(append 'lst ..) -> lst
Appends all argument lists. See also conc, insert, delete and remove.

: (append '(a b c) (1 2 3))
-> (a b c 1 2 3)
: (append (1) (2) (3) 4)
-> (1 2 3 . 4)
append/3
Pilog predicate that succeeds if appending the first two list arguments is equal to the third argument. See also append and member/2.

: (? (append @X @Y (a b c)))
 @X=NIL @Y=(a b c)
 @X=(a) @Y=(b c)
 @X=(a b) @Y=(c)
 @X=(a b c) @Y=NIL
-> NIL
(apply 'fun 'lst ['any ..]) -> any
Applies fun to lst. If additional any arguments are given, they are applied as leading elements of lst. (apply 'fun 'lst 'any1 'any2) is equivalent to (apply 'fun (cons 'any1 'any2 'lst)).

: (apply + (1 2 3))
-> 6
: (apply * (5 6) 3 4)
-> 360
: (apply '((X Y Z) (* X (+ Y Z))) (3 4 5))
-> 27
: (apply println (3 4) 1 2)
1 2 3 4
-> 4
(arg ['cnt]) -> any
Can only be used inside functions with a variable number of arguments (with @). If cnt is not given, the value that was returned from the last call to next) is returned. Otherwise, the cnt'th remaining argument is returned. See also args, next, rest and pass.

: (de foo @ (println (next) (arg)))    # Print argument twice
-> foo
: (foo 123)
123 123
-> 123
: (de foo @
   (println (arg 1) (arg 2))
   (println (next))
   (println (arg 1) (arg 2)) )
-> foo
: (foo 'a 'b 'c)
a b
a
b c
-> c
(args) -> flg
Can only be used inside functions with a variable number of arguments (with @). Returns T when there are more arguments to be fetched from the internal list. See also next, arg, rest and pass.

: (de foo @ (println (args)))       # Test for arguments
-> foo
: (foo)                             # No arguments
NIL
-> NIL
: (foo NIL)                         # One argument
T
-> T
: (foo 123)                         # One argument
T
-> T
(argv [var ..] [. sym]) -> lst|sym
If called without arguments, argv returns a list of strings containing all remaining command line arguments. Otherwise, the var/sym arguments are subsequently bound to the command line arguments. A hyphen "-" can be used to inhibit the automatic loading further arguments. See also cmd, Invocation and opt.

$ pil -"println 'OK" - abc 123 +
OK
: (argv)
-> ("abc" "123")
: (argv A B)
-> "123"
: A
-> "abc"
: B
-> "123"
: (argv . Lst)
-> ("abc" "123")
: Lst
-> ("abc" "123")
(as 'any1 . any2) -> any2 | NIL
Returns any2 unevaluated when any1 evaluates to non-NIL. Otherwise NIL is returned. (as Flg A B C) is equivalent to (and Flg '(A B C)). See also quote.

: (as (= 3 3) A B C)
-> (A B C)
(asoq 'any 'lst) -> lst
Searches an association list. Returns the first element from lst with any as its CAR, or NIL if no match is found. == is used for comparison (pointer equality). See also assoc, push1q, delq, memq, mmeq and Comparing.

: (asoq 999 '((999 1 2 3) (b . 7) ("ok" "Hello")))
-> NIL
: (asoq 'b '((999 1 2 3) (b . 7) ("ok" "Hello")))
-> (b . 7)
(assert exe ..) -> prg | NIL
When in debug mode (*Dbg is non-NIL), assert returns a prg list which tests all exe conditions, and issues an error via quit if one of the results evaluates to NIL. Otherwise, NIL is returned. Used typically in combination with the ~ tilde read-macro to insert the test code only when in debug mode. See also test.

# Start in debug mode
$ pil +
: (de foo (N)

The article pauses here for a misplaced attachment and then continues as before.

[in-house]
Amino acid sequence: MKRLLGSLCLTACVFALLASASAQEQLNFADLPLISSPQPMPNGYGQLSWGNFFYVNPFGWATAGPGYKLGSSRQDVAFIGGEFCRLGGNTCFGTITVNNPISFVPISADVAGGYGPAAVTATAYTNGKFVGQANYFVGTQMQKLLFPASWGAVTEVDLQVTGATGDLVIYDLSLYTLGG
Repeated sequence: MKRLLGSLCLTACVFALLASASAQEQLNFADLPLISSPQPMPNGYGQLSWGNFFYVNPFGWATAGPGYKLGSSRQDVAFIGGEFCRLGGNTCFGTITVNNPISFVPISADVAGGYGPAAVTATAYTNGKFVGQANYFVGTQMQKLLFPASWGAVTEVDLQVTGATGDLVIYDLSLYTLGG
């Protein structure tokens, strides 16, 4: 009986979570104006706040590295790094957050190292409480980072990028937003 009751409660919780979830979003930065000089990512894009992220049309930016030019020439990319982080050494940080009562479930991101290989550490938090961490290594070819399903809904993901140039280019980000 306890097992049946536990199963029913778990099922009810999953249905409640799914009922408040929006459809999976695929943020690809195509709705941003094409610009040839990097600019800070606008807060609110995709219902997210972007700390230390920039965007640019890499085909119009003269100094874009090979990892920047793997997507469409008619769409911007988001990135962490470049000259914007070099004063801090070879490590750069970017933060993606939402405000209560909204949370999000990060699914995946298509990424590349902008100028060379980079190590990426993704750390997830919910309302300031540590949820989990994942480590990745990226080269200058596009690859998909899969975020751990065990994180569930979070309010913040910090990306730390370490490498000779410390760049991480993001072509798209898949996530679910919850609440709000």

~(assert (>= 90 N 10))
   (bar N) )
-> foo
: (pp 'foo)                      # Pretty-print 'foo'
(de foo (N)
   (unless (>= 90 N 10)          # Assertion code exists
      (quit "'assert' failed" '(>= 90 N 10)) )
   (bar N) )
-> foo
: (foo 7)                        # Try it
(>= 90 N 10) -- Assertion failed
?

# Start in non-debug mode
$ pil
: (de foo (N)
   ~(assert (>= 90 N 10))
   (bar N) )
-> foo
: (pp 'foo)                      # Pretty-print 'foo'
(de foo (N)
   (bar N) )                     # Assertion code does not exist
-> foo
(asserta 'lst) -> lst
Inserts a new Pilog fact or rule before all other rules. See also be, clause, assertz and retract.

: (be a (2))            # Define two facts
-> a
: (be a (3))
-> a

: (asserta '(a (1)))    # Insert new fact in front
-> ((1))

: (? (a @N))            # Query
 @N=1
 @N=2
 @N=3
-> NIL
asserta/1
Pilog predicate that inserts a new fact or rule before all other rules. See also asserta, assertz/1 and retract/1.

: (? (asserta (a (2))))
-> T
: (? (asserta (a (1))))
-> T
: (rules 'a)
1 (be a (1))
2 (be a (2))
-> a
(assertz 'lst) -> lst
Appends a new Pilog fact or rule behind all other rules. See also be, clause, asserta and retract.

: (be a (1))            # Define two facts
-> a
: (be a (2))
-> a

: (assertz '(a (3)))    # Append new fact at the end
-> ((3))

: (? (a @N))            # Query
 @N=1
 @N=2
 @N=3
-> NIL
assertz/1
Pilog predicate that appends a new fact or rule behind all other rules. See also assertz, asserta/1 and retract/1.

: (? (assertz (a (1))))
-> T
: (? (assertz (a (2))))
-> T
: (rules 'a)
1 (be a (1))
2 (be a (2))
-> a
(assoc 'any 'lst) -> lst
Searches an association list. Returns the first element from lst with its CAR equal to any, or NIL if no match is found. See also asoq and rassoc.

: (assoc "b" '((999 1 2 3) ("b" . 7) ("ok" "Hello")))
-> ("b" . 7)
: (assoc 999 '((999 1 2 3) ("b" . 7) ("ok" "Hello")))
-> (999 1 2 3)
: (assoc 'u '((999 1 2 3) ("b" . 7) ("ok" "Hello")))
-> NIL
(at '(cnt1 . cnt2|NIL) . prg) -> any
Increments cnt1 (destructively), and returns NIL when it is less than cnt2. Both cnt1 and cnt2 should be positive. Otherwise, cnt1 is reset to zero and prg is executed. Returns the result of prg. If cnt2 is NIL, nothing is done, and NIL is returned immediately.

: (do 11 (prin ".") (at (0 . 3) (prin "!")))
...!...!...!..-> NIL
(atom 'any) -> flg
Returns T when the argument any is an atom (a number or a symbol). See also num?, sym? and pair.

: (atom 123)
-> T
: (atom 'a)
-> T
: (atom NIL)
-> T
: (atom (123))
-> NIL
(aux 'sym 'cls ['hook] 'any ..) -> sym
Returns a database object of class cls, where the value for sym corresponds to any and the following arguments. sym, cls and hook should specify a tree for cls or one of its superclasses, for a relation with auxiliary keys. For multi-key accesses, aux is similar to - but faster than - db, because it can use a single tree access. See also db, collect, fetch, init, step and +Aux.

(class +PS +Entity)
(rel par (+Dep +Joint) (sup) ps (+Part))        # Part
(rel sup (+Aux +Ref +Link) (par) NIL (+Supp))   # Supplier
...
   (aux 'sup '+PS                               # Access PS object
      (db 'nr '+Supp 1234)
      (db 'nr '+Part 5678) )